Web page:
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In the Philippines, where food plays a massive role in shaping society and in how Filipinos relate to one another, the country's most revered culinary greats join the world in mourning the loss of this irreplaceable star. Like other international chefs who were heavily influenced by Anthony's attitude towards food, they speak of how this industry trailblazer pushed them to pursue their careers and was a personal hero.

 

 

Anthony visited the Philippines in 2016 for the 7th season of Parts Unknown and many credit him for jump-starting global curiosity and acclaim for Filipino cuisine. His approval of local delights like halo-halo, pork sisig, lechon, and yes, even the ubiquitous Jollibee Chicken Joy and Jolly Spaghetti was broadcasted to his massive audience, bringing pride to the Southeast Asian nation and cementing its love for the man who should have not yet died, and certainly not in this way. 

 

 

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Recalling this once-in-a-lifetime experience and paying tribute to Anthony whose body of work very spirit permanently transformed the global culinary scene, Filipino chefs and peronalities share their thoughts on his untimely death: 

 

 

Tony, you don’t know how much you’ve inspired me. As a struggling young cook, I read your books, particularly “Kitchen Confidential” and it kept me going. You showed us that good food does not have to be expensive nor does it have to be in a fancy place. You taught us that we sometimes have to go to great lengths to find good, honest and sincere food and sometimes, it can be just around the corner. Meeting you in person was life changing.. saying goodbye to you is heart breaking. Anthony Bourdain, thank you for your contribution to the culinary WORLD. Thank you for giving light to Filipino cuisine and for loving our food. Maraming maraming salamat sa lahat. Hope you’re having lots of beer, sisig and lechon over there. Cheers idol. @anthonybourdain #RIPAnthonyBourdain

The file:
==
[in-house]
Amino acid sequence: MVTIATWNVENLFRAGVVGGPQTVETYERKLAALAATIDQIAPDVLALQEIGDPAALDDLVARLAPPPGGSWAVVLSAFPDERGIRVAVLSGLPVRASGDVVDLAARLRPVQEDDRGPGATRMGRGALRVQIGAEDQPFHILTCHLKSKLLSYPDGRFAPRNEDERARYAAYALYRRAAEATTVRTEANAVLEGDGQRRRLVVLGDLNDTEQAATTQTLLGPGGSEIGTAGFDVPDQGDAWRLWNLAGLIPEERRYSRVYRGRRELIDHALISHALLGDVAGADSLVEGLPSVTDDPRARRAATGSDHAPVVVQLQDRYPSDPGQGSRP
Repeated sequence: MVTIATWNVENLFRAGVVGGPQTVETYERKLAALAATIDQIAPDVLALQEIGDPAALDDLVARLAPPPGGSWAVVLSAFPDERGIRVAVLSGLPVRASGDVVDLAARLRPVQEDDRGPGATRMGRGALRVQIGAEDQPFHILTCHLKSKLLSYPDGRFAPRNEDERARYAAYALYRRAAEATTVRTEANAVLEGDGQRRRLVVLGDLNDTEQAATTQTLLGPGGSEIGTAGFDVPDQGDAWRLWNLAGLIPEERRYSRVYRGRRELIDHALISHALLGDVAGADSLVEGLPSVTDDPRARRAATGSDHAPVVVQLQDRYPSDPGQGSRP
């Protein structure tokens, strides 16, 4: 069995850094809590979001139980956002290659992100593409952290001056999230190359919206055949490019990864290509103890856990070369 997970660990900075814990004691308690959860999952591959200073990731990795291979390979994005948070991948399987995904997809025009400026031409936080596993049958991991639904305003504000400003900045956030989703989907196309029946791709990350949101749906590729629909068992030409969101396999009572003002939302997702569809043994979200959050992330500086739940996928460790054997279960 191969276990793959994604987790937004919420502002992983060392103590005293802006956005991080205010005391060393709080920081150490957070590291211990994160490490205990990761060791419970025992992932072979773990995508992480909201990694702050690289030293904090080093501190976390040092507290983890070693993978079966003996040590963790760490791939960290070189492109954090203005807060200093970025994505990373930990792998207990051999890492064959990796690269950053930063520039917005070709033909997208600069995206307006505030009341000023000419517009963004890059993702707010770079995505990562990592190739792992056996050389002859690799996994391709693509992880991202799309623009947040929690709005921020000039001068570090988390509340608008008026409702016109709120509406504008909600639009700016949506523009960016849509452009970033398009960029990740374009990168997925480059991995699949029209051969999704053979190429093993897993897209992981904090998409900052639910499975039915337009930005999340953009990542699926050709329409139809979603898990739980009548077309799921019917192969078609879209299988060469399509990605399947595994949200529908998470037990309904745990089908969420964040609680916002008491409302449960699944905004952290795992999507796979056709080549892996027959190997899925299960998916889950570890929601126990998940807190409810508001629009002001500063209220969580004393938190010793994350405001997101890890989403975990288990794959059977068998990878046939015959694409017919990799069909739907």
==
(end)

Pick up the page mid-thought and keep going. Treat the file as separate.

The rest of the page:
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RIP Mr. Bourdain...?? #frenchexit

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Thanks for the awesome stories Mr. Bourdain... You will be greatly missed ??

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Rest in Peace Chef.... ??

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with Judy Ann Santos RIP Tony

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Fuck.

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Anthony died while filming an episode for an upcoming season of Parts Unknown in France. He leaves behind his girlfiend, Italian actress Asian Argento, and an 11-year-old daughter from a previous marriage. 

 

If you are or if someone you know is thinking about suicide or self-harm, please remember that help is a phone call away. In the Philippines, please call suicide prevention hotline numbers at the Natasha Goulbourn Foundation: 02-804-4673 (HOPE), or 0917-558-4673 (HOPE). You may also call the Manila Lifeline Centre at 02-896-9191, or 0917-854-9191. In the US, please call 1-800-273-8255 (TALK). #suicideprevention #suicidepreventionhotline

 

Cover and content image from @anthonybourdain